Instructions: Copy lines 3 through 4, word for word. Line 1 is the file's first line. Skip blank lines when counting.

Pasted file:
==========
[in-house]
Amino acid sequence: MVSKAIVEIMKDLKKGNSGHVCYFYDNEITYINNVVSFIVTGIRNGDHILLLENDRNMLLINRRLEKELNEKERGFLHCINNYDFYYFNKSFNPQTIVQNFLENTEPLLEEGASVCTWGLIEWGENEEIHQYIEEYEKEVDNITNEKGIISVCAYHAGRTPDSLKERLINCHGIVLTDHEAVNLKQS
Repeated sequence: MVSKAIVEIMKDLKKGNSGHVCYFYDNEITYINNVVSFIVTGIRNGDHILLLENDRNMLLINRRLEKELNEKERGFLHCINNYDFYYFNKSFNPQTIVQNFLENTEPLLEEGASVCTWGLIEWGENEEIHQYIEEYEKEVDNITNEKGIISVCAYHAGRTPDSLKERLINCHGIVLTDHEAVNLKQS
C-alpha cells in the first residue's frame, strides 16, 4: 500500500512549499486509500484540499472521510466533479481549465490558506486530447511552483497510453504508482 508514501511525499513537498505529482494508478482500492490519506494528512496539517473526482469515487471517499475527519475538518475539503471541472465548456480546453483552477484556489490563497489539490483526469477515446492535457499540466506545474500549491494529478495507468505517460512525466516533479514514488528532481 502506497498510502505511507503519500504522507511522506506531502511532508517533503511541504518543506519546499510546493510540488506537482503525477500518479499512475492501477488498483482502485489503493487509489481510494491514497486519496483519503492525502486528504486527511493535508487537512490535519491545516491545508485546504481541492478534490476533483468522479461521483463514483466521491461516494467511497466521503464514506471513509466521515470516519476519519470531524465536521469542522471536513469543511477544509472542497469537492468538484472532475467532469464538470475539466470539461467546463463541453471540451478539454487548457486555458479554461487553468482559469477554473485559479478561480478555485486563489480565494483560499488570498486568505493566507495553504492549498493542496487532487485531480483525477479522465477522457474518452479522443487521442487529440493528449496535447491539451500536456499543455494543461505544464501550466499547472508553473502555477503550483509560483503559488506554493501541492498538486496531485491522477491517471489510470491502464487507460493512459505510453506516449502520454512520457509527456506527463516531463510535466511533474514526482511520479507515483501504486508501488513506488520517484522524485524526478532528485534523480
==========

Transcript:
Repeated sequence: MVSKAIVEIMKDLKKGNSGHVCYFYDNEITYINNVVSFIVTGIRNGDHILLLENDRNMLLINRRLEKELNEKERGFLHCINNYDFYYFNKSFNPQTIVQNFLENTEPLLEEGASVCTWGLIEWGENEEIHQYIEEYEKEVDNITNEKGIISVCAYHAGRTPDSLKERLINCHGIVLTDHEAVNLKQS
C-alpha cells in the first residue's frame, strides 16, 4: 500500500512549499486509500484540499472521510466533479481549465490558506486530447511552483497510453504508482 508514501511525499513537498505529482494508478482500492490519506494528512496539517473526482469515487471517499475527519475538518475539503471541472465548456480546453483552477484556489490563497489539490483526469477515446492535457499540466506545474500549491494529478495507468505517460512525466516533479514514488528532481 502506497498510502505511507503519500504522507511522506506531502511532508517533503511541504518543506519546499510546493510540488506537482503525477500518479499512475492501477488498483482502485489503493487509489481510494491514497486519496483519503492525502486528504486527511493535508487537512490535519491545516491545508485546504481541492478534490476533483468522479461521483463514483466521491461516494467511497466521503464514506471513509466521515470516519476519519470531524465536521469542522471536513469543511477544509472542497469537492468538484472532475467532469464538470475539466470539461467546463463541453471540451478539454487548457486555458479554461487553468482559469477554473485559479478561480478555485486563489480565494483560499488570498486568505493566507495553504492549498493542496487532487485531480483525477479522465477522457474518452479522443487521442487529440493528449496535447491539451500536456499543455494543461505544464501550466499547472508553473502555477503550483509560483503559488506554493501541492498538486496531485491522477491517471489510470491502464487507460493512459505510453506516449502520454512520457509527456506527463516531463510535466511533474514526482511520479507515483501504486508501488513506488520517484522524485524526478532528485534523480